"Again Jesus spoke to them, saying, 'I am the light of the world. Whoever follows me will not walk in darkness, but will have the light of life.' So the Pharisees said to him, 'You are bearing witness about yourself; your testimony is not true.'" Things just got awkward. "Jesus answered, 'Even if I do bear witness about myself, my testimony is true, for I know where I came from and where I am going, but you do not know where I come from or where I am going.'"

May God bless the reading of his Word.

If we're reading the Bible with imagination, this is a really awkward moment. Jesus is sitting down in the temple, and he is teaching, and there's a crowd there. In his teaching he says, "I am the Light of the World," and someone speaks up in the crowd. Someone says, "You're trying to testify about yourself, and you're a liar." That's awkward. "No, he did not say that to Jesus."


Jesus says, "What if I am testifying about myself? I know where I come from, and I know where I'm going. You don't know where I come from, and you don't know where I'm going, so how would you know if I'm lying or not?" Something is going on here. Why are they so offended by this statement? Like I might say some things in here that quasi offend you today.

You're just like, "Uh, I can't believe he believes that; what an ignorant moron," and just kind of walk out, going, "That guy is a moron." I can live with that, but it would be a special kind of offense to make you stand up here and go, "You ridiculous liar!" It's going to get really awkward as security drags you out. It's just going to be a bad deal today on Valentine's Day. We don't want that. It's hearts and candy. A guy had his head cut off. We're celebrating that today. Let's just breathe in that.

Yet in the middle of this teaching, this guy says, "You're testifying about yourself, and what you say is not true." So what's really happening in this kind of weird dialogue, and then Jesus' response of, "I know where I come from, and I know where I'm going, but you don't know either"? The idea of light and the imagery of light for a Hebrew in the first century, particularly an expert in the law, would have massive connotations.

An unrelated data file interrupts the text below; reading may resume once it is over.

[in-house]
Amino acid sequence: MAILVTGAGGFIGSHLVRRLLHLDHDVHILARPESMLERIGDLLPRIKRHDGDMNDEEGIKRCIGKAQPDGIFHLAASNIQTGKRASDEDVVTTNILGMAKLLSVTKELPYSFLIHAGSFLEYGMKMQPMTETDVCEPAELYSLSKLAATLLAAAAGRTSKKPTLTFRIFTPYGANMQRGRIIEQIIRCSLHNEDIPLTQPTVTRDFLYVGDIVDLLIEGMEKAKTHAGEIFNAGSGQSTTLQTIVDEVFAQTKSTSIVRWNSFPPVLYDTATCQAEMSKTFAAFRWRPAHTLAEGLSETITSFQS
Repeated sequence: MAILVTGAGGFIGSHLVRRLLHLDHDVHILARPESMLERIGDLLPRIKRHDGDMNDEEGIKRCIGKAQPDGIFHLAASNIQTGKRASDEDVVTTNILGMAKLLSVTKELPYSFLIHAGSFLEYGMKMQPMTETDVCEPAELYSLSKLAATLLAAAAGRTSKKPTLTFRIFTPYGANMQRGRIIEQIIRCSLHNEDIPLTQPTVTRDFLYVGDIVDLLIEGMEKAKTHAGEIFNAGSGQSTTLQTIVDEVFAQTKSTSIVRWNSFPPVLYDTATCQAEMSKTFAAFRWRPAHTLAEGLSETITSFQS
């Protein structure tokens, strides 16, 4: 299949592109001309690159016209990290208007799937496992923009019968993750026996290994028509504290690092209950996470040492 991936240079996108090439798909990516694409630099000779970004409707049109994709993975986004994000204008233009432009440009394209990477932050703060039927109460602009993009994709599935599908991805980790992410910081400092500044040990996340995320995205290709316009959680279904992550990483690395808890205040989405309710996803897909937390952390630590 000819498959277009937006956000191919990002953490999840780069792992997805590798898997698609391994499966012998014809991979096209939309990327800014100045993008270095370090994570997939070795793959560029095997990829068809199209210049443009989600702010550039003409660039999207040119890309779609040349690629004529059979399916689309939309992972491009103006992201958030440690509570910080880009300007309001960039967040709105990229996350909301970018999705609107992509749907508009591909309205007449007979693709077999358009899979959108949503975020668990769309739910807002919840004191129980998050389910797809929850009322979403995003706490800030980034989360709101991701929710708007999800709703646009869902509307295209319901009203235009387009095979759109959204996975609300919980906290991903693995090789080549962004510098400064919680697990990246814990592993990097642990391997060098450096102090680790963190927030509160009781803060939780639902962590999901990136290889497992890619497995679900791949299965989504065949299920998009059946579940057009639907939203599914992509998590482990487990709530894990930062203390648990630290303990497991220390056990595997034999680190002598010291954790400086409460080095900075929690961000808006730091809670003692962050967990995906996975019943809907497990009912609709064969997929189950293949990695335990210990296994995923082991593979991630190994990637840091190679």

Maybe the best way to unpack what Jesus is saying is to think just briefly about Genesis 1. Here's what happens in Genesis 1. The Bible says the state of the universe looks like this: it is formless, it is dark, and it is void. Then in Genesis, chapter 1, verse 3, the Spirit of God is hovering over the waters, and God says, "Let there be light."

It's formless, dark, and void, and the God of the universe says, "Let there be light," and from that sentence, structure began to replace formlessness. What was formless was being formed, and darkness was put on its heels, and what was void began to be filled with life. This process of what is formless being formed, what is dark being put on its heels, and what is void being filled with life is the way God begins to interact with his creation, particularly men and women, moving forward.

So much is this imagery of light about forming and pushing back darkness and filling with life that even the prophet Isaiah, when he's talking about the coming of Jesus in Isaiah, chapter 9… This is a Christmas verse for most people, but the verse reads, "The people who walked in darkness have seen a great light; those who dwelt in a land of deep darkness, on them has light shone."